Breakthrough Novel Award and is now available on Amazon, as well as the Barnes and
Noble and Smashwords websites. Ravensbone is still in its final polish stage. Her
website is
Blake Kilgore Part Texan, part Okie - Blake Kilgore fell for a Jersey girl. A history
teacher by day, he also coaches basketball and performs original folk music. He is
grateful for his wife and four sons. Blake's writing has recently appeared or is
forthcoming in The Alembic, Forge, The Bookends Review, and Torrid Literature
Journal's Christian Anthology: The Effects of Grace.
Carroll Ann Susco has an MFA in Fiction from the University of Pittsburgh and
numerous publications, including The Sun Magazine. She has a chapbook on titled True Fiction: A Pseudo Autobiographical Chapbook in Three
Robert Earle With more than ninety stories in print and online literary journals, Robert
Earle is one of the more widely published contemporary short fiction writers in
America. His new novel is Suffer the Children. He lives in North Carolina after a
diplomatic career that took him to Latin America, Europe, and the Middle East.
James Claffey hails from County Westmeath, Ireland, and lives on an avocado ranch
in Carpinteria, CA. He is fiction editor at Literary Orphans, and the author of the short
fiction collection, Blood a Cold Blue. His work appears in the W.W. Norton Anthology,
Flash Fiction International, and is forthcoming in Queensferry Press's anthology, Best
Small Fictions of 2015.
New writing and reviews at Fiction Southeast Litro UK Flash Fiction International
Anthology MadHat Lit The Eunoia Review The Miscreant Flash Fiction Chronicles
Prime Number Magazine Entropy Up the Staircase Quarterly, Blood a Cold Blue
Website at:
Elizabeth Light is a doctoral candidate in medieval literature at Fordham University.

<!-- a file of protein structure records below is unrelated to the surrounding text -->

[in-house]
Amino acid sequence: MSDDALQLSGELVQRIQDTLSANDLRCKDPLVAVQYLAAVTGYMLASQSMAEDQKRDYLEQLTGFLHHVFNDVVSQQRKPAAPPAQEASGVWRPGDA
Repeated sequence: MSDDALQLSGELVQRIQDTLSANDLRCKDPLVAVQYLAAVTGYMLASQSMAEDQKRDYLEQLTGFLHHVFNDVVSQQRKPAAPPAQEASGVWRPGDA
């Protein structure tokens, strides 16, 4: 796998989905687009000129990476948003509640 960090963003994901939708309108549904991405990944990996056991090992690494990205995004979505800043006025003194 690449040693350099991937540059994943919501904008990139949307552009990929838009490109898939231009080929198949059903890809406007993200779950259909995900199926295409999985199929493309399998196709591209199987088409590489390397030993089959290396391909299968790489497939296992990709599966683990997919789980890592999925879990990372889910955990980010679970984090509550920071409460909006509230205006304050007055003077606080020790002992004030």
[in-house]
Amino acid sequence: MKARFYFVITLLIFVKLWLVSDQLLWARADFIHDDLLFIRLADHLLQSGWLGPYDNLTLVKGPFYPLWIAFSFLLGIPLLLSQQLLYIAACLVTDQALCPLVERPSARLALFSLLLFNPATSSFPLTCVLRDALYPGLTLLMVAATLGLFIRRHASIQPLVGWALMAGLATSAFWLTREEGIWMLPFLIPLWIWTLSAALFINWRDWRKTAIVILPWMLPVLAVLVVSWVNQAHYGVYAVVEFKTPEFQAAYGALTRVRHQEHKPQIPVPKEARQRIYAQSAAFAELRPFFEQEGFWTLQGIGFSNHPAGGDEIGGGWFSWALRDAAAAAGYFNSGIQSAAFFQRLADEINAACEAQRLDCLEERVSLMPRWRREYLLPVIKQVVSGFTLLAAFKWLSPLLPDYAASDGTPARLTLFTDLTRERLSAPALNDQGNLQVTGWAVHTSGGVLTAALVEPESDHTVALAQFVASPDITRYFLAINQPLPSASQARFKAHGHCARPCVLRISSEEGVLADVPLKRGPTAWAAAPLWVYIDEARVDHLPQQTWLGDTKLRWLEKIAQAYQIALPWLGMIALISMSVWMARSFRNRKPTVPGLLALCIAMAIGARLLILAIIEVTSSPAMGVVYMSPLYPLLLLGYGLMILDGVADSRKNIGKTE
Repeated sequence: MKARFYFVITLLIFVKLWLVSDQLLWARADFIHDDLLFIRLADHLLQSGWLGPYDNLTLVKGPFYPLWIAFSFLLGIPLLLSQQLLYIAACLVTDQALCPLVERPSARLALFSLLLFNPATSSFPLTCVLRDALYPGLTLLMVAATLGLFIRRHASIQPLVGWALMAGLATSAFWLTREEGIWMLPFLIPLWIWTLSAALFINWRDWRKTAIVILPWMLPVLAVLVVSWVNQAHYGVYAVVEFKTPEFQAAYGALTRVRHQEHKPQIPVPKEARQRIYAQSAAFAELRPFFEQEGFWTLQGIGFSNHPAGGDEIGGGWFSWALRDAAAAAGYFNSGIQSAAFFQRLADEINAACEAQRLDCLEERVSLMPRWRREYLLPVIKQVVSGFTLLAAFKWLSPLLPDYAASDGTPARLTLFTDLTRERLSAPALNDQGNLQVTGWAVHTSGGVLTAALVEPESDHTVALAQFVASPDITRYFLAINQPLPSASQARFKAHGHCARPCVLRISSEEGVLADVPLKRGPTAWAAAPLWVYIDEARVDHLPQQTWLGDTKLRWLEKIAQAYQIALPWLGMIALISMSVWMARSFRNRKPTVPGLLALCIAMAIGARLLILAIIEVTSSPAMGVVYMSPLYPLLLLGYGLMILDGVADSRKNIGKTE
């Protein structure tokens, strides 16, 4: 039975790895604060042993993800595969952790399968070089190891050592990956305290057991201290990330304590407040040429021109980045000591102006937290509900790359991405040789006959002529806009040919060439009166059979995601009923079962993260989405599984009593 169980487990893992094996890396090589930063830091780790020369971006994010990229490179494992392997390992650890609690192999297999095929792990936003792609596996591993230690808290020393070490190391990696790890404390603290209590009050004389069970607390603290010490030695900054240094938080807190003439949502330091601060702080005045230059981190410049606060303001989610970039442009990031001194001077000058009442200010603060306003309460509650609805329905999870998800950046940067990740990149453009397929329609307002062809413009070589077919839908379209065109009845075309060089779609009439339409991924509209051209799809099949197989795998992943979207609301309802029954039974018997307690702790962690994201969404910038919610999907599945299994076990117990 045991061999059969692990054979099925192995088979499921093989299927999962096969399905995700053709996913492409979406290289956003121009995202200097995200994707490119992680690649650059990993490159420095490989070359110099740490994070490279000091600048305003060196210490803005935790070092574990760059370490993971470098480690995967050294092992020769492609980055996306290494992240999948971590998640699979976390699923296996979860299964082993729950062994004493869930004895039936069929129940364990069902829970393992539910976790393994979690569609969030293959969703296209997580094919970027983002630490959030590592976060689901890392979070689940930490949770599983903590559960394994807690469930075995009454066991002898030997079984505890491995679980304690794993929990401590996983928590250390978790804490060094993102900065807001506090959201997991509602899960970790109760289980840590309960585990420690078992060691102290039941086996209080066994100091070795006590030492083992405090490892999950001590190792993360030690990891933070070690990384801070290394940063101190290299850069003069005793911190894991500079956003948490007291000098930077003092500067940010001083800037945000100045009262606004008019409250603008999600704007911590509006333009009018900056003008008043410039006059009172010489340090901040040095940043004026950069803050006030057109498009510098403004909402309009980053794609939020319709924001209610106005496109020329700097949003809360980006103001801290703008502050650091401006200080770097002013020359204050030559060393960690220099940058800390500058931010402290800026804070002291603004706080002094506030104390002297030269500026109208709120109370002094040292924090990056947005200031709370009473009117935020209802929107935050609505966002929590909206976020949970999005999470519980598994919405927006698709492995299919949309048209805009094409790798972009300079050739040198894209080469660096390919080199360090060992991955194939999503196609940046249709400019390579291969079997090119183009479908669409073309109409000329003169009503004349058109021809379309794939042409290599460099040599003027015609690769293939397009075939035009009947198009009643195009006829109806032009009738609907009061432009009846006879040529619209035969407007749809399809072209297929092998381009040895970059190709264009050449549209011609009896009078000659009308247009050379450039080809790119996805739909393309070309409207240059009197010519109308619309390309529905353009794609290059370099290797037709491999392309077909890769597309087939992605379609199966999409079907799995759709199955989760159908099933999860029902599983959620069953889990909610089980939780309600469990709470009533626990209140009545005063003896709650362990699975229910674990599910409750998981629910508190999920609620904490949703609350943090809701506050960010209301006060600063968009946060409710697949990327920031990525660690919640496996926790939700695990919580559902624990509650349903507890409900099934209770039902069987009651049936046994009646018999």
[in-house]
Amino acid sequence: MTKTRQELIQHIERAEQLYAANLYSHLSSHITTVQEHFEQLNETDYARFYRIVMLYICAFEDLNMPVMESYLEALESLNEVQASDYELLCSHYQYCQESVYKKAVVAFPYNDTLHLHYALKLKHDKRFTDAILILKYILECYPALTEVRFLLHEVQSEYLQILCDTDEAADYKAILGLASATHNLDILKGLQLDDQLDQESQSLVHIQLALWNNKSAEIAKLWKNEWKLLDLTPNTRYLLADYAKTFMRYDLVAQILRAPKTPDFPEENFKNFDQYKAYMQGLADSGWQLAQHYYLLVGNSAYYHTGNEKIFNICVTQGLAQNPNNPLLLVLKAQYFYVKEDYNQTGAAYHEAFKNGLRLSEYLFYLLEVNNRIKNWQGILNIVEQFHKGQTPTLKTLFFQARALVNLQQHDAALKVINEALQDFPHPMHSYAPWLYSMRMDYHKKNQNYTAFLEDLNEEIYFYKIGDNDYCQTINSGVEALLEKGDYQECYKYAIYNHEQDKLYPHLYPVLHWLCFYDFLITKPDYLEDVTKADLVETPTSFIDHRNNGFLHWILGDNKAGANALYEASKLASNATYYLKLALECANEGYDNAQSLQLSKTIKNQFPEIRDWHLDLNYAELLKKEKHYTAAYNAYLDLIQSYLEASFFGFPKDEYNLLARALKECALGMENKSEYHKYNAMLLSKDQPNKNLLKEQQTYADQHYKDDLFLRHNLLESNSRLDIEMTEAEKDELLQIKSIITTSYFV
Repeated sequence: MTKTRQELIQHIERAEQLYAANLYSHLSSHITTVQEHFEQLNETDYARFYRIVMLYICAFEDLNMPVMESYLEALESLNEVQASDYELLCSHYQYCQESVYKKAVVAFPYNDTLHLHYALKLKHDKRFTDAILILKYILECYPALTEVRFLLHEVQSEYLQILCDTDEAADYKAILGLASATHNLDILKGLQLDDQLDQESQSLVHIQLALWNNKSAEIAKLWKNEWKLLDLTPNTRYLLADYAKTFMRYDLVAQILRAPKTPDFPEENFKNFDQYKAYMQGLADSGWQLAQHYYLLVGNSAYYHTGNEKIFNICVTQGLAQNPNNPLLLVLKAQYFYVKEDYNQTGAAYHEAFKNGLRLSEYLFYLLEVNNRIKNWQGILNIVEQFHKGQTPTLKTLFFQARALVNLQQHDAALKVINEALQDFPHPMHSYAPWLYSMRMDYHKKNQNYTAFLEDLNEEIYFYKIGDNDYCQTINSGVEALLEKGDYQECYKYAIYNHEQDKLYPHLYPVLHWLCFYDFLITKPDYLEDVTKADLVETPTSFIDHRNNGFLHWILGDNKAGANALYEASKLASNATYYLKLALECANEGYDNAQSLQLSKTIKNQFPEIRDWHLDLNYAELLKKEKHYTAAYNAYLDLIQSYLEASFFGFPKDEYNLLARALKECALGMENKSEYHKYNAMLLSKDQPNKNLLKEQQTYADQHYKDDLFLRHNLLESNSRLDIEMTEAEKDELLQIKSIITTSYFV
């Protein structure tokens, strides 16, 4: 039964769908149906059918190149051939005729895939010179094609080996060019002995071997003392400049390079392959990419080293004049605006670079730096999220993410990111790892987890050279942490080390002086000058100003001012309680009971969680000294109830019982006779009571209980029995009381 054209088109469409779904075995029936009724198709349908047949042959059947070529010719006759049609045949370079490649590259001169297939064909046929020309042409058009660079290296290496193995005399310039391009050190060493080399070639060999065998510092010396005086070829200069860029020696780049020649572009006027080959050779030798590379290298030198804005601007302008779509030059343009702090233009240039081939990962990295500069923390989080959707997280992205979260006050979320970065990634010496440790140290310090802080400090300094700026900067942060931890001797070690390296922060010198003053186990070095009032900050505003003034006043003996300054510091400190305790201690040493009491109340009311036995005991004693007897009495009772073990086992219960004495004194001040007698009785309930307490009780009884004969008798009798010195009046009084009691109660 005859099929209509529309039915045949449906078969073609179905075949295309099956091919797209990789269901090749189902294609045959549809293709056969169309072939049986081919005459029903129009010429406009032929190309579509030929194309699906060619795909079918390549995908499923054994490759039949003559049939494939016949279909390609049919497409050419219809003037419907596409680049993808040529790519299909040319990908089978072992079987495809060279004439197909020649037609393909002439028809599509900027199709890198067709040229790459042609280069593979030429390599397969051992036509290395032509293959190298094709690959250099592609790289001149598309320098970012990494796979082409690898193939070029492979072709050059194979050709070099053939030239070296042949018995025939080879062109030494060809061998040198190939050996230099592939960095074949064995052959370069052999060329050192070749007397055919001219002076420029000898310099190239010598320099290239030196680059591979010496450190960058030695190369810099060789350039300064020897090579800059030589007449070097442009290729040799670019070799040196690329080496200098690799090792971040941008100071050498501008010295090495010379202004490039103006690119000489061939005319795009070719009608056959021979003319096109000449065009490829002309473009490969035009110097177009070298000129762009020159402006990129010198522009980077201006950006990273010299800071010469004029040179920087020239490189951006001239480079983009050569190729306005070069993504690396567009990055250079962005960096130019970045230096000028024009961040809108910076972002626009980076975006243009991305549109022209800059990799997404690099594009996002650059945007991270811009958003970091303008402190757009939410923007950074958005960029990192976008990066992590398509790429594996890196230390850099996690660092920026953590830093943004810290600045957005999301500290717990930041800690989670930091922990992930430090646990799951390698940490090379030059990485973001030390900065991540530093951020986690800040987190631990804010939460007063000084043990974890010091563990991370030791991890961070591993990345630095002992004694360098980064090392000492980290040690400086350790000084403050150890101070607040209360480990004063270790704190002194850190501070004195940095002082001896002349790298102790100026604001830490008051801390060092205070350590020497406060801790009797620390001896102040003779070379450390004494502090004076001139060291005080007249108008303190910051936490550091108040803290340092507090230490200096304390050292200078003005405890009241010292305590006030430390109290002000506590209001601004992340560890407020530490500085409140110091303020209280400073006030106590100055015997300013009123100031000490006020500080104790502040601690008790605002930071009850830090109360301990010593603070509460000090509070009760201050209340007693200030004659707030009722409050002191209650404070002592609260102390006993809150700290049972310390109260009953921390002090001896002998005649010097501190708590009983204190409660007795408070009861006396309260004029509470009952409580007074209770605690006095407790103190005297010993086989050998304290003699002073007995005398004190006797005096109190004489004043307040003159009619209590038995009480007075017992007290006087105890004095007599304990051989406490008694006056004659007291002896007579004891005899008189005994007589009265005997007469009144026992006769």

Her poetry has appeared in Columbia College Literary Review, Driftwood, Release,
What You Do/Eat a Peach, The Stratford Star, and is forthcoming in Literary Orphans.
She lives in Connecticut with a black cat named Ringo Starr.
Julia Vose’s book is Moved Out On The Inside (The Figures Press). Academy of
American Poet’s Prize, SFSU. Her poems have appeared in Deep Down (Farrar
Strauss and Giroux); This Is Women’s Work (Panjandrum), Changing Harm To
Harmony, ed. Joe Zacardi; Digging Our Poetic Roots, ed. Katherine Hastings; Marin
Poetry Center Anthologies; American Poetry Review, However, etc. Has
taught/consulted poetry writing at SFSU, UC Extension; as Writer-In-Residence at Mt.
Zion Hospital (NEA grant); and as CPITS Master Poet/Teacher.
Susan Phillips A native of Chicago, Susan Phillips is a Boston area writer,
photographer and teacher, whose work has been published in many newspapers and
magazines. Her short stories have been printed in over twelve magazines, including
Lacuna, Poetica Magazine, Literary Brushstrokes, Rose Red Review, Lissette’s Tales
of the Imagination and in the anthology All the Women Followed Her. She is currently
working on an historical novel about King Agrippa I and three collections of short
stories: one about women in the Hebrew Bible, another about Talmudic figures and a
collection of fairy tales.
Gary Charles Wilkens is a poet, science fiction writer, and creative writing teacher
residing in Norfolk, Virginia, where he is an Assistant Professor of English at Norfolk
State University. He received his PhD in Literature and Creative Writing from The
University of Southern Mississippi in 2010. His poems have appeared in many literary
journals, including Adirondack Review, The Cortland Review, Dicey Brown, James
Dickey Review, Moon City Review, Passages North, Poetry Southeast, The Prague
Review, Texas Review, and Yellow Medicine Review. He was the winner of the Texas
Review Breakthrough Poetry Prize in 2006 for his book The Red Light Was My Mind,
and his poetry manuscript Fayetteville was a Finalist in the 2014 Moon City Poetry
Prize contest. His science fiction has appeared in Foliate Oak Literary Magazine.
Janelle Elyse Kihlstrom's poems have appeared in various literary journals, and her
chapbook, Blue Trajectory, was published by Dancing Girl Press in 2011. She edits the